Mr Cummings left the building. But Mr Cain, the outgoing director of communications, remained for a farewell reception in the press office. That was addressed by the prime minister before Mr Cain was "banged out" in the style of a traditional newspaper farewell.

The prime minister reportedly said that relations remain good with the two aides but that relationships can break up, at which point you no longer live together. He was keen to emphasise there was no ill will, according to this account.

Mr Johnson worked with Mr Cummings on the 2016 Vote Leave campaign and hired Mr Cummings to be his senior adviser, when he became prime minister.

Six months later the pair's "Get Brexit Done" campaign message helped Mr Johnson win a large majority in the general election.

Mr Cummings became more of a public figure in the past year and was forced into holding his own news conference at Downing Street in the summer, following controversy over him making a trip to the north of England when non-essential travel was banned at the height of the coronavirus lockdown.

He had a notoriously difficult relationship with Conservative MPs, several of whom have welcomed his exit and said it was time for things to be done differently in Downing Street.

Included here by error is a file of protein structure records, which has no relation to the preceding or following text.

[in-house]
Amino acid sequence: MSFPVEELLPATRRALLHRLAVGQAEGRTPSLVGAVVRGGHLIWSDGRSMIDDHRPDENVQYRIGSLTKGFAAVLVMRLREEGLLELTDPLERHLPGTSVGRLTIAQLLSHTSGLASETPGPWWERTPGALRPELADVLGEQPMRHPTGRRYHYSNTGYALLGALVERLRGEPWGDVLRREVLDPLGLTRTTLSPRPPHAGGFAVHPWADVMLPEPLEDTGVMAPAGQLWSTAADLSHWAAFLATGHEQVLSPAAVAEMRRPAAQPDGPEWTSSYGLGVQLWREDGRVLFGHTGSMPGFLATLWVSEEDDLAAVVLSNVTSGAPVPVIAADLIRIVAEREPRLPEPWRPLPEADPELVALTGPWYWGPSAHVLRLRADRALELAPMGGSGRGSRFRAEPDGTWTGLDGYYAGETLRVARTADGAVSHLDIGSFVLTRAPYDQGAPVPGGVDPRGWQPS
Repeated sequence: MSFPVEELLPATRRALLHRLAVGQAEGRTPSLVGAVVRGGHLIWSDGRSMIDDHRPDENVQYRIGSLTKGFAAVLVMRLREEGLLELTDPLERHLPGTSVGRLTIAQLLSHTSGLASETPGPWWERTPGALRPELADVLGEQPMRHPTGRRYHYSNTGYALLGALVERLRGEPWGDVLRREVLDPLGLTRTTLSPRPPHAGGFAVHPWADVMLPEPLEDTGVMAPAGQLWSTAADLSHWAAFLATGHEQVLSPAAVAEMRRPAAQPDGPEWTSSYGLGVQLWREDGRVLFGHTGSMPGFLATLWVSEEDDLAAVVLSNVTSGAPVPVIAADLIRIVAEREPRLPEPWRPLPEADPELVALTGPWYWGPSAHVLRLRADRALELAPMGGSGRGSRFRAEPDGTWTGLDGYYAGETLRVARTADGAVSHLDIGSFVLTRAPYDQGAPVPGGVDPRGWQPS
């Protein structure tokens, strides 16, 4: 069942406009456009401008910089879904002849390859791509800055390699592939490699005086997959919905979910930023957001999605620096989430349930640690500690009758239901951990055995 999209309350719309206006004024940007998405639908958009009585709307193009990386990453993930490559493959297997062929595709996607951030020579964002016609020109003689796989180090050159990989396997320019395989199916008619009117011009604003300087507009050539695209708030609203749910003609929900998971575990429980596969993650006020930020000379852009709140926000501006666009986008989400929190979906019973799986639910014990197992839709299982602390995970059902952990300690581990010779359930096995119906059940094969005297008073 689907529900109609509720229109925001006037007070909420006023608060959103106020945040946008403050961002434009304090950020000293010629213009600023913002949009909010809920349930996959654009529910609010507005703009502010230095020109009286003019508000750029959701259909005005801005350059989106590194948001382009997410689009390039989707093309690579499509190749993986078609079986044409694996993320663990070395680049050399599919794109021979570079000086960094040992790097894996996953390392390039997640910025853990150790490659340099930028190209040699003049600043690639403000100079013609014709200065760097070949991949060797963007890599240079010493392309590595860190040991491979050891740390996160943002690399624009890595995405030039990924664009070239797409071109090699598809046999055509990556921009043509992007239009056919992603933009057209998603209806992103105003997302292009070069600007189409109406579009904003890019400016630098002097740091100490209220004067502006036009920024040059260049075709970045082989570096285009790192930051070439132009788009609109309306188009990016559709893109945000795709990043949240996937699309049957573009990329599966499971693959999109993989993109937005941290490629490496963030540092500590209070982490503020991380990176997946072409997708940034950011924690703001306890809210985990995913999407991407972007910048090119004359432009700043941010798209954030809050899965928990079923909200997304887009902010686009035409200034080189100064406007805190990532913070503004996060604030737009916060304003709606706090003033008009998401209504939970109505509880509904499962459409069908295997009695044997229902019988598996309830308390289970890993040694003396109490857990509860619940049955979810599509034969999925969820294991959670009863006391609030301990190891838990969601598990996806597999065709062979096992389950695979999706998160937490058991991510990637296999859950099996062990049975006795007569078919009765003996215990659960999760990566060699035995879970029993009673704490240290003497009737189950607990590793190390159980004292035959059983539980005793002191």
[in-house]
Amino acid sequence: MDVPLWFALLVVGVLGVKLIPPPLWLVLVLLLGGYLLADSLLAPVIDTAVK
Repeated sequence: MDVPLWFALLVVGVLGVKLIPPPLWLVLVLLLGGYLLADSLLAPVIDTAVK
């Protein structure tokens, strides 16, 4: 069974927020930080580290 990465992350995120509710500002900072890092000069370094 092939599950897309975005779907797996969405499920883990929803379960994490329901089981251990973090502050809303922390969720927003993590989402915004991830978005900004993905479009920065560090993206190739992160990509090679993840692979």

Image source, PA Media
Image caption,
Lee Cain worked with Dominic Cummings on the Leave campaign during the EU referendum

"Both Dominic Cummings and Lee Cain were pretty dismissive of backbenchers and sometimes ministers and secretaries of state, and I don't think that was helpful," said former Northern Ireland secretary Theresa Villiers.

"I do think it's important that whoever takes over has a different approach."

Sir Bernard Jenkin said it was time to restore "respect, integrity and trust" between No 10 and Tory MPs while veteran Conservative MP Sir Roger Gale said it was "an opportunity to muck out the stables".

Labour said the PM could "rearrange the deckchairs all he wants... but the responsibility for this government's incompetence still lies firmly at Boris Johnson's door".

"The fact there is no plan and no focus in the government's response to Covid is entirely down to him," a party source said.

The prime minister's official spokesman, James Slack, who will replace Mr Cain in the new year, insisted Mr Johnson is not being distracted from the national crisis by the row.

"What the prime minister and the government are focused upon is taking every possible step to get this country through the coronavirus pandemic," Mr Slack said.

Who is Dominic Cummings?

Image source, EPA
  • Dominic Cummings, 48, ran the pro-Brexit Vote Leave campaign in the EU referendum and was behind the group's "take back control" slogan
  • Prior to the referendum he worked for Iain Duncan Smith when he was Conservative Party leader and Michael Gove at the Department for Education
  • Born in Durham, Mr Cummings went to a state primary school before being privately educated at Durham School. He graduated from Oxford University with a first-class degree in modern history
  • A longstanding Eurosceptic, he cut his campaigning teeth as a director of the anti-euro Business for Sterling group and once ran a successful campaign to oppose a regionally elected assembly in north-east England